Graphics consist of textured solid-fill polygons and bitmapped overlays, beautifully rendered from a 256-color VGA palette. Although the visuals break no new ground in the genre, they are clean, bright, and fast--by far the best of any Dynamix simulation. You'll need at least a 386-based computer running at 25 MHz to enjoy the sophisticated flight mechanics and full graphic splendor. Users can tweak the frame rate, as well as world and aircraft detail, if the simulation runs too slowly.

Steep hardware requirements pay off with generous special effects, like the bubbling path of a torpedo or the splash of bullets strafing the water. Views of cockpits boast a digitized quality, while external views feature dramatic light-and-shadow effects. Sound effects are also vivid, from the whines peculiar to different models of radial engines to the remarkable Doppler shifts of passing aircraft. Explosions, however, could use a little more oomph to match the brilliant pyrotechnics.

The game can be played with keyboard or mouse, although a joystick offers the best response and most realistic feel. The simulation also supports a second joystick for rudder control and for flight-specific devices such as voke, rudder pedals, and the Thrustmaster Flight Control System. Dynamix's joystick routines have significantly improved since Red Baron and A-10 Tank Killer, but they still tend to slip out of calibration easily. The designers should put this problem near the top of their list of things to fix in their next project.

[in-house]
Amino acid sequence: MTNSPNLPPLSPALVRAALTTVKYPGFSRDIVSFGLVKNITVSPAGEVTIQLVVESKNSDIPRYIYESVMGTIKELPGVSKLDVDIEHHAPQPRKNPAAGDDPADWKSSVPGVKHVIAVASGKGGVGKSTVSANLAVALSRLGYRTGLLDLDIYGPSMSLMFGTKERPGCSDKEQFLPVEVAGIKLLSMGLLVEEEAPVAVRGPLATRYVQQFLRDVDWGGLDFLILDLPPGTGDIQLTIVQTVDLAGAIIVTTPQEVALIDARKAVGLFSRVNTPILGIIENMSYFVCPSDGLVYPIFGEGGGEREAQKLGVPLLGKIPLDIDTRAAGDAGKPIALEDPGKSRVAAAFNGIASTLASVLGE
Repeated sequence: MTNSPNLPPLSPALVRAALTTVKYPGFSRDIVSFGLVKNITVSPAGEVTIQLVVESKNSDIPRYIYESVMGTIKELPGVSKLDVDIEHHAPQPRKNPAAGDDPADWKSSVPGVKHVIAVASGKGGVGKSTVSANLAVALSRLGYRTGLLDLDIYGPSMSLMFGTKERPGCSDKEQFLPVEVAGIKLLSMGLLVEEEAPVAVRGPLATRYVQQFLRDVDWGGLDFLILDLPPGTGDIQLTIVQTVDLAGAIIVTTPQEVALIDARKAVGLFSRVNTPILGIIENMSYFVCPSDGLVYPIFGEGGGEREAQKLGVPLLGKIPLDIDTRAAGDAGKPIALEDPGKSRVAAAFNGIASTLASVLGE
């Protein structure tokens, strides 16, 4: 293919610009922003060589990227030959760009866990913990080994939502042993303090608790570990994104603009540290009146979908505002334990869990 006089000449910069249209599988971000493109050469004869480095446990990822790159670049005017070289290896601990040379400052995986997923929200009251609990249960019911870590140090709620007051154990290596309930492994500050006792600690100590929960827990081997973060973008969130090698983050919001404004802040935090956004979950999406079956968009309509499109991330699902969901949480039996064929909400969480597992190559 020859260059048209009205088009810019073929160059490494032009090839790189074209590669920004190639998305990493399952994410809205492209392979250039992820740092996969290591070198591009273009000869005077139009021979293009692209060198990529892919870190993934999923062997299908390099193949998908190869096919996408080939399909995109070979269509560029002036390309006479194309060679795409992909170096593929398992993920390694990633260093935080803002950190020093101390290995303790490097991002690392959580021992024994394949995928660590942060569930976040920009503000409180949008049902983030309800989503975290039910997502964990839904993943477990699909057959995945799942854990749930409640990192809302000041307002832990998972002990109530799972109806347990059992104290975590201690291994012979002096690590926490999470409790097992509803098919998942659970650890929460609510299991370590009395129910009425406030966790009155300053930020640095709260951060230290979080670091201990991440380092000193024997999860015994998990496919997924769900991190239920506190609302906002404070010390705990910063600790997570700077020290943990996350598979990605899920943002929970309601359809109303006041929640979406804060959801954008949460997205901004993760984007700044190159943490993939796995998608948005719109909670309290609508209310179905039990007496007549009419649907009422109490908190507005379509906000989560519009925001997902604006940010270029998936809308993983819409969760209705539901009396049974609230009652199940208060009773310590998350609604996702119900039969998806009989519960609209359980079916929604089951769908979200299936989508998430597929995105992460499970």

Blemishes are few but noticeable. The handsomely illustrated 233-page manual, faultless in its details of war history, aircraft specifications, and combat tactics, falls short when describing actual gameplay. As if written too far in advance of the final release, the manual virtually omits discussion of the mission scenarios. Too bad, since onscreen preflight instructions are limited to short, vague descriptions. Ironically, one source of valuable information--reconnaissance data gathered from the navigation flight map--is mentioned in the manual but is not present in the actual game.

Initial releases of Aces had some annoying bugs, as well as some poorly though-out features. Dynamix has been very receptive to user feedback and bug reports and has released a series of patch files that fix reported bugs and add some new features, such as changeable waypoints. These patches are available on online networks and the Sierra BBS.

No air combat simulation is complete without a mission recorder, and Dynamix provides one of the best. The playback screen uses VCR-style controls to rewind, pause, single-frame advance and fastforward. The recorder's only shortcoming is its lack of incremental rewind; miss an important moment, and the tape must be replayed from the beginning. Editing controls let you move and rotate the camera in three dimensions, and you can switch between friend, foe, or independent views. Use this feature to confirm kills, study mistakes, and watch attacks from any angle. Because each change in camera movement and perspective can be saved to tape, would-be directors can use this feature to create intricate combat films. A special demo function will even play such films full-frame, without the VCR overlay.

Breathtaking in scope and great fun to play, Aces of the Pacific might be the most widely appealing combat simulator on the market. You won't want to miss this one.